How to Write A Dating Profile So You Won’t Be Single Anymore

Use these words to attract men

The words you use in your online dating profile can make the difference between dancing all evening on a great date on a Saturday night versus staying home alone with a carton of ice cream and reruns of New Girl on TV.

There are certain words and phrases that draw men to a profile and make them want to learn more about the woman who wrote them.

Find out what to say – and what not to say – to make your dating profile as appealing as possible.

How to Write A Dating Profile So You Won’t Be Single Anymore

Funny, outgoing, happy, spontaneous, passionate

Alicia Clark, a licensed clinical psychologist and relationship expert, reviewed research by eHarmony based on 12,000 successful dating profiles. She said her take on the results is that people are drawn to happiness and fun.

“Knowing that happiness consistently ranks as the factor most attractive to people, I was not surprised to see that for both genders, being funny is a plus. According to the Daily Mail analysis, funny was listed as the sixth most important work for both genders. Men are drawn to women who describe themselves as funny, outgoing, happy, spontaneous and passionate. There is a pattern here of wanting our mates to be fun, engaging and passionate. We want a relationship that is fun, and are drawn to people who describe themselves as happy and optimistic. Who doesn’t want to be happier, to be more optimistic, and have more fun?”

Hardworking and ambitious

“Our need for security is paramount, and we are clearly drawn to ambition as evidenced by the very high attractiveness for both genders of ambition. For men, hardworking was also in their top ten for women. And for women, intelligence was in their top ten descriptors for men. This is interesting, and squares with my experience that people are searching for relationships with people who can stand on their own two feet. This may be related to these financially uncertain times, and the worries many singles have about supporting themselves, let alone another, or a family. This may also have to do with a quality in a person that would convey energy, drive, and a desire for success, no doubt universally attractive attributes, and attributes we all want more of,” Clark said.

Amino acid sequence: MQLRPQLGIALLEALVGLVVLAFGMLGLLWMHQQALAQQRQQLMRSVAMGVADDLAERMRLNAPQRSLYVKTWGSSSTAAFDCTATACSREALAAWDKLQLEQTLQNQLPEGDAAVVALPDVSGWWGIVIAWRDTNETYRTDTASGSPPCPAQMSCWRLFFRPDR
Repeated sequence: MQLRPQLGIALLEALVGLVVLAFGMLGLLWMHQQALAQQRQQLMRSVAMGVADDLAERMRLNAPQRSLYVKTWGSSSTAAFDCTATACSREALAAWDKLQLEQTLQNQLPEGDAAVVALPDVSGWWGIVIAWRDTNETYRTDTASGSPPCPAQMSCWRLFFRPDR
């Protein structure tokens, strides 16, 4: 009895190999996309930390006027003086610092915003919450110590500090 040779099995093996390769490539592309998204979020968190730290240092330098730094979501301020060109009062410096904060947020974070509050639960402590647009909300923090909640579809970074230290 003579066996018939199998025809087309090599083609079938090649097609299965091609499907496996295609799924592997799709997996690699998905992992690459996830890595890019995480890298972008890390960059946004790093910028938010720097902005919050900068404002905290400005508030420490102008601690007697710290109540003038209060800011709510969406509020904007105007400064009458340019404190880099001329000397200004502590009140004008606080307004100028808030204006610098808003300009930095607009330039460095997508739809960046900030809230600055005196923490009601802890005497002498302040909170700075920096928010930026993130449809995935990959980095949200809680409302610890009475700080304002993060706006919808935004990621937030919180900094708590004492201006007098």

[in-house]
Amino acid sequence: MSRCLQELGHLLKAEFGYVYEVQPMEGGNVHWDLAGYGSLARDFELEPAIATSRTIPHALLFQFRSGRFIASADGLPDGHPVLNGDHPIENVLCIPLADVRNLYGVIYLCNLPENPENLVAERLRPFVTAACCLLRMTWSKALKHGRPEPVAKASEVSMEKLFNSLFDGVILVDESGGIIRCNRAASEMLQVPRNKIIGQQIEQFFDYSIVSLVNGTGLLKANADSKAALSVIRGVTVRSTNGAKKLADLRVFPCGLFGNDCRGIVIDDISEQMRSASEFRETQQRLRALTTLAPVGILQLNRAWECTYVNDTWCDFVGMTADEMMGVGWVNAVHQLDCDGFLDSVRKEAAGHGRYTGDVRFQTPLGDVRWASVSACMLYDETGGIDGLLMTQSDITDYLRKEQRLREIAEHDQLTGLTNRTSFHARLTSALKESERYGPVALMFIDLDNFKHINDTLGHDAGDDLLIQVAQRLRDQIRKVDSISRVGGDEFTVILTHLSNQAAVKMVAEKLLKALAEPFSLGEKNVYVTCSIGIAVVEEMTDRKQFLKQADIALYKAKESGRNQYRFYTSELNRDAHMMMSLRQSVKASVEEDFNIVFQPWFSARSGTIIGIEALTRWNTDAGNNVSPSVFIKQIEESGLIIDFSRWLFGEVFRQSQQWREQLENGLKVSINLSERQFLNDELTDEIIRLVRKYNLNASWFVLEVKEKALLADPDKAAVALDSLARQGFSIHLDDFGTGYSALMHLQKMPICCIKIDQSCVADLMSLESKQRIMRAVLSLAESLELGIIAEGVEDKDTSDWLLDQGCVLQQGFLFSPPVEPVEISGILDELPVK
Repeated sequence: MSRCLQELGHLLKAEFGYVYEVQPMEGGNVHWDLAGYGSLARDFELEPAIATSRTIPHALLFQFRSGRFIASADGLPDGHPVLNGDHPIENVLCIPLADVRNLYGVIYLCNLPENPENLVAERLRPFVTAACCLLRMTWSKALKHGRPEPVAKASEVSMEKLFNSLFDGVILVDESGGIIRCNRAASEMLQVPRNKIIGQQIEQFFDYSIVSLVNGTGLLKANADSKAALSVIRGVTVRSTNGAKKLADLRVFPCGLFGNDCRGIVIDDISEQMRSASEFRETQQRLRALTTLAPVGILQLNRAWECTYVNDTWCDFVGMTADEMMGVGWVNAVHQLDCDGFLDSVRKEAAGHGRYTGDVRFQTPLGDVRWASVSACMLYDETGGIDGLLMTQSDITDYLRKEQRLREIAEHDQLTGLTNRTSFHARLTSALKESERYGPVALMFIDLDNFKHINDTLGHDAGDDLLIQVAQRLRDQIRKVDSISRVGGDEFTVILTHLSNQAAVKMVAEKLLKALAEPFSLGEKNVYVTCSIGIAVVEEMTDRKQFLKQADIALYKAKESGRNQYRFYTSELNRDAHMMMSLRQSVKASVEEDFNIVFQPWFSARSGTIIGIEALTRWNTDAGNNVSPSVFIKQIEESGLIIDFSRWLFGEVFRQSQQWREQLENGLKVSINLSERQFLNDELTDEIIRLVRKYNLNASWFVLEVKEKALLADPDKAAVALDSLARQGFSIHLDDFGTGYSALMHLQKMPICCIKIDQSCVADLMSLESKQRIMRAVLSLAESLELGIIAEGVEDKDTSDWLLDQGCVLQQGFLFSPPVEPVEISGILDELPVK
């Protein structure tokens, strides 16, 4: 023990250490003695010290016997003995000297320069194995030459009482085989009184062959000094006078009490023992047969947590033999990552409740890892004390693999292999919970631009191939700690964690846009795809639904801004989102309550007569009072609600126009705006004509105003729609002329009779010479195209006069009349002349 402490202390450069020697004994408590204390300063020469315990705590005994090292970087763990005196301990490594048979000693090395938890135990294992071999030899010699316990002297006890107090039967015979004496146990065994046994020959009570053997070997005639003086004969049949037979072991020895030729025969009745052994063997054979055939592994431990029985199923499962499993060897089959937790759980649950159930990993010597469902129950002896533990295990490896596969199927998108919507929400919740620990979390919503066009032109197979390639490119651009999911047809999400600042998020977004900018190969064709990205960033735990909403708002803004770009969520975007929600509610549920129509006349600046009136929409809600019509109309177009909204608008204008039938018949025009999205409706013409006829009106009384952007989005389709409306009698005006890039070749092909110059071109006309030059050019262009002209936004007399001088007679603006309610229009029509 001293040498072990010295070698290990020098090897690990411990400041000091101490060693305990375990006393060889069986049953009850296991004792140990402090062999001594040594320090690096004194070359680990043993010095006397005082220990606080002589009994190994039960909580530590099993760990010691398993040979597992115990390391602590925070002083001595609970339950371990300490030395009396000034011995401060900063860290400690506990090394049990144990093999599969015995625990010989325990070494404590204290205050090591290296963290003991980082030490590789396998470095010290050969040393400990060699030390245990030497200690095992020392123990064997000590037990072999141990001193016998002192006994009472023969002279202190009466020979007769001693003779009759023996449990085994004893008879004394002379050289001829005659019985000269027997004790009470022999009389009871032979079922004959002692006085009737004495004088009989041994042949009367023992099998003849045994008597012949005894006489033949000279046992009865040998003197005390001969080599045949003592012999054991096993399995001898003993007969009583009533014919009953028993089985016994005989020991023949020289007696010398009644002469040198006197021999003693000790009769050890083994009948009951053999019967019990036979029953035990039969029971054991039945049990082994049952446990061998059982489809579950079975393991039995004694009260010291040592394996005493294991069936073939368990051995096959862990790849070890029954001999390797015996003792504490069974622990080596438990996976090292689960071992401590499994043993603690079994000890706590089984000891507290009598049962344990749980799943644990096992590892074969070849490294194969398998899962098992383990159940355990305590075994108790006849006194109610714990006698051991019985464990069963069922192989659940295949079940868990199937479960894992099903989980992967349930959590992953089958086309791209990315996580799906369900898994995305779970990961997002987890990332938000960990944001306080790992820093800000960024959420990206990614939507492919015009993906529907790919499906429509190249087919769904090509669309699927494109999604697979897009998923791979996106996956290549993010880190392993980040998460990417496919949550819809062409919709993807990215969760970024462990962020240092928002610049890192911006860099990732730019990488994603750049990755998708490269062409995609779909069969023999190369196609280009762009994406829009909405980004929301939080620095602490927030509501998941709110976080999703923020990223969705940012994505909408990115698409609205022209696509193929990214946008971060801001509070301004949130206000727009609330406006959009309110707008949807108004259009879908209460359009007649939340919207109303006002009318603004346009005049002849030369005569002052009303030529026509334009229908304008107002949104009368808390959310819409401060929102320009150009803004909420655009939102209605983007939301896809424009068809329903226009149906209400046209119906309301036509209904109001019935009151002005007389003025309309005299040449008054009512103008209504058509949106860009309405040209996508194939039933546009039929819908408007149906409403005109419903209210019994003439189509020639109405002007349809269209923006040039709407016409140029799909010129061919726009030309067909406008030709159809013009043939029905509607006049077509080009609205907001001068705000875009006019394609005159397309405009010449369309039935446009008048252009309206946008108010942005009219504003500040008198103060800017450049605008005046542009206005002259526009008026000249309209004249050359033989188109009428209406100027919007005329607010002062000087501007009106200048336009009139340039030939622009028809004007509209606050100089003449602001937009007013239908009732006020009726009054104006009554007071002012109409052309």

How to Write A Dating Profile So You Won’t Be Single Anymore

Sweet, thoughtful, easygoing

“Within each gender’s top three were words having to do with agreeableness, kindness, compassion, and thoughtfulness. For men, they were most drawn to women who described themselves as sweet, thoughtful, and easygoing, outranking physical fitness. For women, they were most drawn to men who described themselves as perceptive, warm, and thoughtful. These attributes are important in that they signal a partner’s ability to forge a successful relationship where each partner can feel connected, supported, and loved. Our desire for attachment and love are primitive human drives that are foundational to our search for a mate,” Clark said.

How to Write A Dating Profile So You Won’t Be Single Anymore

Words to avoid

The eHarmony study revealed that the 10 words women should avoid in their profile are the following:

  • Spiritual
  • Quiet
  • Romantic
  • Good listener
  • Rational
  • Articulate
  • Modest
  • Respectful
  • Dependable
  • Intelligent

Even though these seem like pleasant words to use, Clark said they also indicate the potential for an emotionally demanding partner. “We often seek in our partners aspects of ourselves we want more of. And more overtly, we all seek partnerships that will benefit us, not drain us. Not only is ambition a desirable quality on its own, but it is also the quintessential opposite of people’s most feared attribute of dependency, especially for men. Many singles fear a relationship where they feel burdened and tied down. Interestingly the study shows that among the 10 least successful words shared by both genders are: modest, respectful, and good listener. And while these attributes can be quite useful to a harmonious relationship, they may unwittingly signal a willingness to be dependent and burdensome.”

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